Violet Collins Dies; Aided Mother Teresa

By Yvonne Shinhoster Lamb
Washington Post Staff Writer
Monday, May 16, 2005

Violet "Vi" Munden Collins, 90, a retired administrative assistant with the Washington archdiocese who fostered Mother Teresa's work, died May 8 of kidney failure at Manor Care Nursing Home in Bethesda.

Mrs. Collins met Mother Teresa in 1958, when her husband, a Foreign Service officer, was assigned to the U.S. Consulate in Calcutta. She was there when Mother Teresa worked with just one other nun, during a time when it was dangerous to give to the poor on the streets.

"Going over there in the mid-1950s and seeing how destitute so many were, just human nature said you needed to help," said her son Gregory Collins.

"She and my dad found the nuns who were helping people," he said. "They took dying people off the street and took them to Mother Teresa, so they could die with dignity, as Mother Teresa said."

Mrs. Collins joined the Marian Society, the American Women's Club and the Time and Talent Club, which all raised money for charitable causes, including Mother Teresa's Missionaries of Charity. She served as charity committee chairman of the organizations.

As president of the Marian Club, Mrs. Collins also visited institutions, homes and organizations when requests were made for financial aid. She also edited newsletters affiliated with Mother Teresa -- the International Association of Co-Workers of Mother Teresa, National Time and Talent Club and Missionaries of Charity.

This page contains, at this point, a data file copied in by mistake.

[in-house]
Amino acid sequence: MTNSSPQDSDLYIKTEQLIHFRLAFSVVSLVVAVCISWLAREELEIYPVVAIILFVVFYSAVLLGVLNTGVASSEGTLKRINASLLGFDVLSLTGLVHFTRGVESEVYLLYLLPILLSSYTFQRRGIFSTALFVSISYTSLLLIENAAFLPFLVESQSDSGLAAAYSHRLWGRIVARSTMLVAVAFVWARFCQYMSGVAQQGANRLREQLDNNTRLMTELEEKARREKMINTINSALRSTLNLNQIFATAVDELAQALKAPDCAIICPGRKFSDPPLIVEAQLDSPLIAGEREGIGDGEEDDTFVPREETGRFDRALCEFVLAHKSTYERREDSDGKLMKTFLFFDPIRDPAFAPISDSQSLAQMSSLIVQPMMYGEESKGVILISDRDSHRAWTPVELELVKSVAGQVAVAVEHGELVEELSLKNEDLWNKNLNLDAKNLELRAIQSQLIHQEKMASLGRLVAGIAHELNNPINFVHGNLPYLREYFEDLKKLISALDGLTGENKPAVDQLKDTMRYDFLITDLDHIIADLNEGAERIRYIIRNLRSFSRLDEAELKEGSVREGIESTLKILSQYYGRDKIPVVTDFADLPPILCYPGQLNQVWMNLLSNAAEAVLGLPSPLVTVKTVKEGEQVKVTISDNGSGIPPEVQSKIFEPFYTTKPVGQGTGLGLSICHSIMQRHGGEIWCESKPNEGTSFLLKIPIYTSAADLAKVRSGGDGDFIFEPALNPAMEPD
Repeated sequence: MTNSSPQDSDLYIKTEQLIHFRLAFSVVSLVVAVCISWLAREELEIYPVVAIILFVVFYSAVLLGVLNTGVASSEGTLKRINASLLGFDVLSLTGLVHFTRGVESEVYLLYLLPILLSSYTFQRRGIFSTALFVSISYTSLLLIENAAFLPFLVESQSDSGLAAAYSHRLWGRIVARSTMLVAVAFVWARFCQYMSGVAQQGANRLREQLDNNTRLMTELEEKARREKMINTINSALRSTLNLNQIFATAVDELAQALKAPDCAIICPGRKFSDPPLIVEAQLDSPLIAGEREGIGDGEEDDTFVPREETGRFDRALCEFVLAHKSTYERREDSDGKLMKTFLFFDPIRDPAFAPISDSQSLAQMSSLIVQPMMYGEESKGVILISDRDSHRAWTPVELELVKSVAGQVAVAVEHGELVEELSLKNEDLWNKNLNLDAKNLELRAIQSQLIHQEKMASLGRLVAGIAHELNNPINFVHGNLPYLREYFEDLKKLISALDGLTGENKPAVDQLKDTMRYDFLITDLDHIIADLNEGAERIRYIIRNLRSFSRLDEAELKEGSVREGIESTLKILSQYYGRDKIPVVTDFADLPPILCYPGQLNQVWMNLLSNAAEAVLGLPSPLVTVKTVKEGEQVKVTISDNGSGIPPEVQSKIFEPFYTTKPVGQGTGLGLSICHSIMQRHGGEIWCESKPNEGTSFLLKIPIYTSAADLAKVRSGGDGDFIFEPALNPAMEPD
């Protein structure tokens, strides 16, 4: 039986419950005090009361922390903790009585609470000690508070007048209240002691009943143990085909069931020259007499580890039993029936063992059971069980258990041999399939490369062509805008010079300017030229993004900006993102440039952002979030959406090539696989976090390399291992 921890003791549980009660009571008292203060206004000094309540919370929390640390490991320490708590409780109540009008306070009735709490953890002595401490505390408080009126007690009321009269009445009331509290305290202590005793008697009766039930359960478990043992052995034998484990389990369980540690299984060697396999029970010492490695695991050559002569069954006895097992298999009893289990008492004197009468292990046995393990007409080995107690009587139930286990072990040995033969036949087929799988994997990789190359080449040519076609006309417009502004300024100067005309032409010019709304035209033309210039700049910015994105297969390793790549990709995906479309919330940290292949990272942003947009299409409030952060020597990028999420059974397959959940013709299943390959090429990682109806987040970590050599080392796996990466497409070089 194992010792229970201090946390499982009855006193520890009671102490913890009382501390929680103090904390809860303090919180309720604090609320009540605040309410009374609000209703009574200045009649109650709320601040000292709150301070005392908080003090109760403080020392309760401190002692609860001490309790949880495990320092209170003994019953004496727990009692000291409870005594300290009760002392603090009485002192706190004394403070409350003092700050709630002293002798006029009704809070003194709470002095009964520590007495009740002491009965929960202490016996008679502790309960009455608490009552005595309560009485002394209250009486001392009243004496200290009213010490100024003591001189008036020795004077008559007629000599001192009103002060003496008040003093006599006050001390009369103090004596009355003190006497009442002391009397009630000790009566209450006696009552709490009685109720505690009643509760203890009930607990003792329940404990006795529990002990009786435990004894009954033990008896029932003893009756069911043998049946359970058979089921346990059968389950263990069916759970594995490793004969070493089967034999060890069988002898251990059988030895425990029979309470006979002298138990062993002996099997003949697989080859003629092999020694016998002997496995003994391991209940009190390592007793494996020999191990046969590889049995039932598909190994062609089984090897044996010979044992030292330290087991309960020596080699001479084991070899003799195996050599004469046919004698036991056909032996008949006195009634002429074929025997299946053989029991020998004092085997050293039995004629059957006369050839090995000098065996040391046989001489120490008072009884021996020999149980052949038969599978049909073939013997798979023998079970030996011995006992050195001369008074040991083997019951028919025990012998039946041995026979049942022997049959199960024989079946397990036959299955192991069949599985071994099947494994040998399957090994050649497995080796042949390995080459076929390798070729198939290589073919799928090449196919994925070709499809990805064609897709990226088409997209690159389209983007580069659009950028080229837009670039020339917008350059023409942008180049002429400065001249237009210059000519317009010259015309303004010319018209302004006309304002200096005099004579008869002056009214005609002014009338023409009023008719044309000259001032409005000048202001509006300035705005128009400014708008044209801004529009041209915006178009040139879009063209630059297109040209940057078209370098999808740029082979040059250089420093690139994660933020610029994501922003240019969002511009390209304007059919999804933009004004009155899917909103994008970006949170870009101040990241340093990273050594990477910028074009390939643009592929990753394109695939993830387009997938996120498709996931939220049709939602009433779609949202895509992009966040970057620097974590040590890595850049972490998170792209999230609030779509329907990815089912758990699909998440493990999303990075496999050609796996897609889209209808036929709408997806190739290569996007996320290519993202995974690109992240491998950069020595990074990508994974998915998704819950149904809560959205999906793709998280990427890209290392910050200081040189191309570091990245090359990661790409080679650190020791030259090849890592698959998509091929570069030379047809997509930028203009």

Mrs. Collins left Calcutta in 1963, when her husband was transferred to The Hague.

In 1971, Mrs. Collins and her husband were appointed regional chairpersons of the National Link of the Co-Workers of Mother Teresa. In a private audience with Mother Teresa and Pope John Paul II at the Vatican in 1982, Mrs. Collins was selected as National Link chairman in the United States, a post she held for six years.

She coordinated the efforts of the more than 27,000 co-workers and wrote a monthly letter to the regional officers. She also maintained contact with the Missionaries of Charity houses in the United States.

A native of Schulte, Kan., she graduated from Wichita University and attended George Washington University.

In the 1930s, she was a briefing clerk for a lawyer in Kingman, Kan., and a social worker with the Kingman County Board of Education for eight years.

She moved to the Washington area in 1941 and worked for three years as a classification analyst in the War Department's Quartermaster General's Office and for two years in the Treasury Department's Bureau of Public Debt. For 10 years, she was a registrar at Thomas W. Pyle Junior High in Bethesda.

She was an administrative assistant with the Archdiocese of Washington from 1978 until her retirement in 2000 at age 85.

She was a member of the Business and Professional Women's Club, the Montgomery County Teacher's Association, the National Education Association, the Association of American Foreign Service Women, the American Nepal Society and DACOR (Diplomatic and Consular Officers, Retired).

Her husband, Frank Collins, died in 1977. A son, Timothy Collins, died in 1995.

In addition to her son Gregory, of Fairfax, survivors include two children, Mary Dugan of Gaithersburg and Richard Collins of Baltimore; and six grandchildren.


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